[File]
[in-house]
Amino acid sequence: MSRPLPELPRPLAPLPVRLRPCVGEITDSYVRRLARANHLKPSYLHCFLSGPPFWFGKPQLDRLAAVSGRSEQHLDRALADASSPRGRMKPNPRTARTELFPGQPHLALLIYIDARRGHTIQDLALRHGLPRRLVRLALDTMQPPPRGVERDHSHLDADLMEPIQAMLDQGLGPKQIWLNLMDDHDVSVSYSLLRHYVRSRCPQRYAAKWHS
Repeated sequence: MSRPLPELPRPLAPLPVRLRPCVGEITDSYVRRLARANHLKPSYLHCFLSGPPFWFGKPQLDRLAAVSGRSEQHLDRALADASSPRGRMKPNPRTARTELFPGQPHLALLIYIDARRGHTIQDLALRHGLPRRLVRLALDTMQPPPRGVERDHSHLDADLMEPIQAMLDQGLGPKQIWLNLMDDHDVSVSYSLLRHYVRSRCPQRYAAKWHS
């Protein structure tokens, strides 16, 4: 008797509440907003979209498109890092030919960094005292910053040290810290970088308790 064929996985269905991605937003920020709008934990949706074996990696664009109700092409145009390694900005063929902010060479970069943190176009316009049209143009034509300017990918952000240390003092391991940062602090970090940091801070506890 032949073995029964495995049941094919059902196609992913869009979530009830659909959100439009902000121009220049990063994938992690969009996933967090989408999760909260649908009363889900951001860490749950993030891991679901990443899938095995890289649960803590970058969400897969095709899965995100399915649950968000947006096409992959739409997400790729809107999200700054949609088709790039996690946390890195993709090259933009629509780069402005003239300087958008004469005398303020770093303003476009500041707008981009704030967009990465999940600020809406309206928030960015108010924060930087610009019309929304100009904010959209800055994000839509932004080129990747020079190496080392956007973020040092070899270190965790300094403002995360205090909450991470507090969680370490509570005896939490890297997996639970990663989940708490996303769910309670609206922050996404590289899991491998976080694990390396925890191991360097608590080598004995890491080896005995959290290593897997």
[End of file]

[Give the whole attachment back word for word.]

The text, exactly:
[in-house]
Amino acid sequence: MSRPLPELPRPLAPLPVRLRPCVGEITDSYVRRLARANHLKPSYLHCFLSGPPFWFGKPQLDRLAAVSGRSEQHLDRALADASSPRGRMKPNPRTARTELFPGQPHLALLIYIDARRGHTIQDLALRHGLPRRLVRLALDTMQPPPRGVERDHSHLDADLMEPIQAMLDQGLGPKQIWLNLMDDHDVSVSYSLLRHYVRSRCPQRYAAKWHS
Repeated sequence: MSRPLPELPRPLAPLPVRLRPCVGEITDSYVRRLARANHLKPSYLHCFLSGPPFWFGKPQLDRLAAVSGRSEQHLDRALADASSPRGRMKPNPRTARTELFPGQPHLALLIYIDARRGHTIQDLALRHGLPRRLVRLALDTMQPPPRGVERDHSHLDADLMEPIQAMLDQGLGPKQIWLNLMDDHDVSVSYSLLRHYVRSRCPQRYAAKWHS
């Protein structure tokens, strides 16, 4: 008797509440907003979209498109890092030919960094005292910053040290810290970088308790 064929996985269905991605937003920020709008934990949706074996990696664009109700092409145009390694900005063929902010060479970069943190176009316009049209143009034509300017990918952000240390003092391991940062602090970090940091801070506890 032949073995029964495995049941094919059902196609992913869009979530009830659909959100439009902000121009220049990063994938992690969009996933967090989408999760909260649908009363889900951001860490749950993030891991679901990443899938095995890289649960803590970058969400897969095709899965995100399915649950968000947006096409992959739409997400790729809107999200700054949609088709790039996690946390890195993709090259933009629509780069402005003239300087958008004469005398303020770093303003476009500041707008981009704030967009990465999940600020809406309206928030960015108010924060930087610009019309929304100009904010959209800055994000839509932004080129990747020079190496080392956007973020040092070899270190965790300094403002995360205090909450991470507090969680370490509570005896939490890297997996639970990663989940708490996303769910309670609206922050996404590289899991491998976080694990390396925890191991360097608590080598004995890491080896005995959290290593897997």